And me being me, I am drawn more to music in minor keys, which I'm accepting for now--because that level of detail I can't engage right now, I just have to push through the list and then start to refine. Somewhat like panning for gold--first you get chunks of sediment and rocks, then you wash and shake the pan, and you have sand and gravel, and a few glints, and then you carefully wash water over what you've got, and start to see flakes of raw gold. (The days of nuggets just drifting downstream from mining being mostly beyond us.)
Fawkes: There's very few songs out there I'd consider undeniably Steampunk. If only because there are few Steampunk worlds they'd not work in.
Fawkes: The top one? Coin-Operated Boy.
Fawkes: But even THAT song is her calling OUT for such a thing. Where a Steampunk world would HAVE such a thing.
Fawkes: The song is more Steampunk Inspir*ing* then Steampink Inspir*ed*
Emilly: True, but it's one on nearly everyone's list, because it mentions [steampunk concepts]
That's part of the problem too. As the steampunk culture would evolve, it would slowly gain in some of what we understand as early modernization technologies, but it would be backed, as a society, with far more tinkerers, basement scientists, performers, and free-wheeling theatrical sorts--because any society centered on invention becomes inventive in other areas.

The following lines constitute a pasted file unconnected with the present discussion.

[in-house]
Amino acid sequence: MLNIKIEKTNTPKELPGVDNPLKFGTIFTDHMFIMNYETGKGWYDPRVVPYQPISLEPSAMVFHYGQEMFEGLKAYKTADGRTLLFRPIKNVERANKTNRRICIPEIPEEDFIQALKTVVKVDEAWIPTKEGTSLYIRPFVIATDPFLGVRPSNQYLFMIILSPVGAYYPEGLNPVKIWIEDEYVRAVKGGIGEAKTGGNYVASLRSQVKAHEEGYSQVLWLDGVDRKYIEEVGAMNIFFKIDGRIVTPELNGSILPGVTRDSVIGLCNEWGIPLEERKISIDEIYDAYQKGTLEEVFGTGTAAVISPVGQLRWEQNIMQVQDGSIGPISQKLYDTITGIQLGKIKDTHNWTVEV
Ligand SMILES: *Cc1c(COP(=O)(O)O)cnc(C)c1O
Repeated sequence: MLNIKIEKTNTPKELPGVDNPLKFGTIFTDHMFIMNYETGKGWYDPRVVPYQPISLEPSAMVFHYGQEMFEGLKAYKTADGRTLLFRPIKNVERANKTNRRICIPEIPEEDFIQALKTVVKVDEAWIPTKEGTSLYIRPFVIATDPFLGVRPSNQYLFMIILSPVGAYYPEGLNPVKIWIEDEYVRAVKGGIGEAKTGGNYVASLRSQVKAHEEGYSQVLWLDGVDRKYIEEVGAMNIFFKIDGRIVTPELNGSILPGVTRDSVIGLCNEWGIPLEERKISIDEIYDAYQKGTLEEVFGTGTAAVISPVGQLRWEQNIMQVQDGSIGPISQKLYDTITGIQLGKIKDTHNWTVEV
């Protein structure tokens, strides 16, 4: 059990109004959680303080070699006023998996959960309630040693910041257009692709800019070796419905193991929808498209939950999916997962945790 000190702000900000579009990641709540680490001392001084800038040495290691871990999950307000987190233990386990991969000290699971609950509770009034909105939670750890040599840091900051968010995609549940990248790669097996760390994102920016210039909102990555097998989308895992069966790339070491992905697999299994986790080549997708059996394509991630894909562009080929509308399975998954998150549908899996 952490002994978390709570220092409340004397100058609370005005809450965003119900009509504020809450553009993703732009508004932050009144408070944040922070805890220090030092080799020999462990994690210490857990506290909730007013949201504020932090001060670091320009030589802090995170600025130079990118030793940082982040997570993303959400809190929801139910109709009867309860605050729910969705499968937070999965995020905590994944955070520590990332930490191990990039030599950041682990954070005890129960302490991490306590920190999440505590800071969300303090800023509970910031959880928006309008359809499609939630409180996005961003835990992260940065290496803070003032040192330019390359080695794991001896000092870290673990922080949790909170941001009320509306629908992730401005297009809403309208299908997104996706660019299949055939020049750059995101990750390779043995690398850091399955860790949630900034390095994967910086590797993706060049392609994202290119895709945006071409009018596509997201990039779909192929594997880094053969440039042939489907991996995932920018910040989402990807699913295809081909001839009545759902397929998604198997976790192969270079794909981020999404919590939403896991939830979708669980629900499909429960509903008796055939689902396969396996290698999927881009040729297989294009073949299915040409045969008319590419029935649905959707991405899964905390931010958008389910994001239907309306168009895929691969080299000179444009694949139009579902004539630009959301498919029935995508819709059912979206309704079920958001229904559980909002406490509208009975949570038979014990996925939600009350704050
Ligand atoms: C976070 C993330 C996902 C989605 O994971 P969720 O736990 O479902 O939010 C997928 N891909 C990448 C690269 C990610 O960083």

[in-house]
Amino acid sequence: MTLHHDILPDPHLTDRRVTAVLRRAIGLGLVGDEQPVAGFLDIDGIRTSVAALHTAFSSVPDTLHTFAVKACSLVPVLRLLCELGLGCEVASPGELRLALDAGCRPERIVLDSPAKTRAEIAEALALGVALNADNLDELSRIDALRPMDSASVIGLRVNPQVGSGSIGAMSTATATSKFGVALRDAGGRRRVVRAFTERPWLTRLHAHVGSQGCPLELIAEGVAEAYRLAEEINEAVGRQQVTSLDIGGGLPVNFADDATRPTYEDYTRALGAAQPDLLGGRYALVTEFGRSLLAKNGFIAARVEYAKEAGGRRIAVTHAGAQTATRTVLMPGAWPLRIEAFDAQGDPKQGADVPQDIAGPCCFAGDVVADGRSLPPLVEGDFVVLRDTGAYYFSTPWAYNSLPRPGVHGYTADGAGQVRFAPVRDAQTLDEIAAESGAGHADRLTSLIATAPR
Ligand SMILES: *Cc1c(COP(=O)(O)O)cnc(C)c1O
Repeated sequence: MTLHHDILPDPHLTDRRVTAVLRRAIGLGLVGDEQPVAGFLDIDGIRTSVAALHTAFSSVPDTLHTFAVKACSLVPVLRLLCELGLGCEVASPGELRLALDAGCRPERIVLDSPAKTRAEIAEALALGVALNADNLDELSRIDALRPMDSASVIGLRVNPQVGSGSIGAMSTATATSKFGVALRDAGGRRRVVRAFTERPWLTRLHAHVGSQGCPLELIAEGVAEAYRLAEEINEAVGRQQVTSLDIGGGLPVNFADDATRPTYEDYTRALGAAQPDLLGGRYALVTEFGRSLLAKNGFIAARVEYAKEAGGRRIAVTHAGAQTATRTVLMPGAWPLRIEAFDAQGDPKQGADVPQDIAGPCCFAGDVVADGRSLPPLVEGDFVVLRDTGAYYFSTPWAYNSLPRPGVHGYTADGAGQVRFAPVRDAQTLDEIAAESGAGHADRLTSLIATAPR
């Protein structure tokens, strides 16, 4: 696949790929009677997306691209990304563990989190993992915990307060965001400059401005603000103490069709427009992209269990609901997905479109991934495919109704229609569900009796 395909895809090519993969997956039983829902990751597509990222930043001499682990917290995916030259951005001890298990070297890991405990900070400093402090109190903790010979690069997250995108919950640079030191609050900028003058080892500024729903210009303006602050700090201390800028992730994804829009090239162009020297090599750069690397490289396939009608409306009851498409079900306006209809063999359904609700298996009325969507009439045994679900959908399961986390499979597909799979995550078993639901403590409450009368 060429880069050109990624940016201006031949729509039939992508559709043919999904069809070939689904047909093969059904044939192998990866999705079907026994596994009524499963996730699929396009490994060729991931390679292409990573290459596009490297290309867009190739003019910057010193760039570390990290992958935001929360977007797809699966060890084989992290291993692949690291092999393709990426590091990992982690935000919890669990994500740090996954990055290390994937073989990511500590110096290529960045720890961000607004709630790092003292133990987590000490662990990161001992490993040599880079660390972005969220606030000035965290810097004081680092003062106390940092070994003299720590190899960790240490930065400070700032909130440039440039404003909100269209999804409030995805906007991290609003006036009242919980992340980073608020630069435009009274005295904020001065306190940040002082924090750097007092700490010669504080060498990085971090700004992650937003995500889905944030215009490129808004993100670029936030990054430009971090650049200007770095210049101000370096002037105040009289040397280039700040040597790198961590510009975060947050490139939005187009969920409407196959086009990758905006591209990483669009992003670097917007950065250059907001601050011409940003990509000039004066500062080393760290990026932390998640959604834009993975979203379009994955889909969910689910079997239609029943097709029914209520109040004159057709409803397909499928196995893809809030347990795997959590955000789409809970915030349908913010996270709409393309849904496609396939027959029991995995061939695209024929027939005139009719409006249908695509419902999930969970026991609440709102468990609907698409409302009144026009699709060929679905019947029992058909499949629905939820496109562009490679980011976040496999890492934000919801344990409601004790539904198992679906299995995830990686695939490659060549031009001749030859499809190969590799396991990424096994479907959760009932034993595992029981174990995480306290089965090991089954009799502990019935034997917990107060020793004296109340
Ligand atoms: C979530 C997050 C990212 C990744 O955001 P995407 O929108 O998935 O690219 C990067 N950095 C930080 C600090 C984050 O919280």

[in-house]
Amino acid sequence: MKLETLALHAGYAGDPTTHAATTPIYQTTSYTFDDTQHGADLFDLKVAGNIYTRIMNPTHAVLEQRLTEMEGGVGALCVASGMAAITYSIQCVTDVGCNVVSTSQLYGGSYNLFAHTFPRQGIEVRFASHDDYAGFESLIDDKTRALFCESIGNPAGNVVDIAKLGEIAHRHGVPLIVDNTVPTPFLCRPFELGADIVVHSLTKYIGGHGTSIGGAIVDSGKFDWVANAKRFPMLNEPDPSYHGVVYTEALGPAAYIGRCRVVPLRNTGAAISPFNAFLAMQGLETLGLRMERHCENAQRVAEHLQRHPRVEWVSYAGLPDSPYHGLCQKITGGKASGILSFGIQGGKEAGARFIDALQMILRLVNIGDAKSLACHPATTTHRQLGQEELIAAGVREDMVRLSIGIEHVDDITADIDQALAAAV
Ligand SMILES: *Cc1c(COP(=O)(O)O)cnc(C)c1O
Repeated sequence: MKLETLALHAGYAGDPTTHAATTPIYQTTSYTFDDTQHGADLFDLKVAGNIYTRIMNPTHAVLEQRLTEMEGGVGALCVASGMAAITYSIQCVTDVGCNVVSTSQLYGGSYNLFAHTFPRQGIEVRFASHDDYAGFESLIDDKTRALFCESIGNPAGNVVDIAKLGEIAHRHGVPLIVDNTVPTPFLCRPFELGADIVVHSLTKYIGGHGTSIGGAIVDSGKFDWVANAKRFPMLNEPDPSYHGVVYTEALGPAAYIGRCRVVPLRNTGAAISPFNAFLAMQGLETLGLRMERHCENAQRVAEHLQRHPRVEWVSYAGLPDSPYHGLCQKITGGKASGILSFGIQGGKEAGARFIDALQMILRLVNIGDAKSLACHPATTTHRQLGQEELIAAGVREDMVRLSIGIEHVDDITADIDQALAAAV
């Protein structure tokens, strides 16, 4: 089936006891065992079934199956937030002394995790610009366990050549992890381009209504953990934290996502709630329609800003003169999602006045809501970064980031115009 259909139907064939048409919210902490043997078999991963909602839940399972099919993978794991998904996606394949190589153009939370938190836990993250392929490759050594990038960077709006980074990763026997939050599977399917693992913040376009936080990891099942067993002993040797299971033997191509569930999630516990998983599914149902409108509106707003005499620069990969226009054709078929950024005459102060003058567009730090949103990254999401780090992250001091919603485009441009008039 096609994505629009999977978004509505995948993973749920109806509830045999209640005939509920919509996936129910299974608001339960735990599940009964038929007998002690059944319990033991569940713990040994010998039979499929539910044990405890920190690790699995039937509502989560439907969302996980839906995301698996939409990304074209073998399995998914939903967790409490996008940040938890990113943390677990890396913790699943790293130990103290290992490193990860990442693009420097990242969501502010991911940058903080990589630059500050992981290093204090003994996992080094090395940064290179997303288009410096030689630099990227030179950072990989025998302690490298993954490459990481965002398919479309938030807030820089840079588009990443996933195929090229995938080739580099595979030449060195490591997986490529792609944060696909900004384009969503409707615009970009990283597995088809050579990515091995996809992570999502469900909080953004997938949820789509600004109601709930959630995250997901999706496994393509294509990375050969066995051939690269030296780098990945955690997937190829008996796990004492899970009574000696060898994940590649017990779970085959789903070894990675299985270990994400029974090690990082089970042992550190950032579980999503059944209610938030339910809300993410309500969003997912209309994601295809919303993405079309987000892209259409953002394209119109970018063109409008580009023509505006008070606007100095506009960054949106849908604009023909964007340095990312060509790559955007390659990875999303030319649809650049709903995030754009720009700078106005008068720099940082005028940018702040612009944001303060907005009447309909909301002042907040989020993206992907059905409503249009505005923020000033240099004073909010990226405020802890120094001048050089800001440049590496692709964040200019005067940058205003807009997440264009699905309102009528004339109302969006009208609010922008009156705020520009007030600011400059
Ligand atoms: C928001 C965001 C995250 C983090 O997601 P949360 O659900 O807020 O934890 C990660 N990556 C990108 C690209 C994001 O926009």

So while most of us immediately leap to Amanda Palmer:
Who could ever, ever ask for more?
Love without complications galore
Many shapes and weights to choose from
I will never leave my bedroom
I will never cry at night again
Wrap my arms around him and pretend--
Which is all about the yearning, the want, the emotional need for such a thing--when, as we've said, a steampunk world would have clockwork constructs, early automatons, finely crafted and only occasionally running amok to wreak havoc.
Emilly: Y'know, this is reminding me a lot of the early days of the gay movement--so many historians speaking in documentaries saying gay people lived on crumbs falling from things, rather than social support. Films that mentioned a "sissy", or a man who wore perfume for no explained reason; women who were strong with short hair and eyed other women boldly.
Emilly: But those weren't "gay films" as we know them now, they survived on hint and innuendo
Emilly: I think now we're in the steampunk hint and innuendo stage
Which is both exhilarating, and frustrating, I'll admit--and because right now, to a lot of people, it is just a fashion thing, slap on a pair of brass goggles and you're good to go--but musically, orchestrally, it has to be more than that, deeper than that--for me, at the very least.
Emilly: See, but if it's only a visual then virtually anything could be tossed onto the label and it would hold
Emilly: Songs that have nothing at ALL to do with vintage music and quirky instrumentation would, because they have a clockwork video, be ushered in
Fawkes: But anything could. Steampunk is a Genre, Goth isn't, not in this sense. Steampunk ranges from one end to another, it's a setting. I could create Steampunk analogies for pretty much any song out there. Lennon's Imagine? Would be easy. Steampunk is a frame that people place stories into, and songs are a form of story that can be placed into a frame.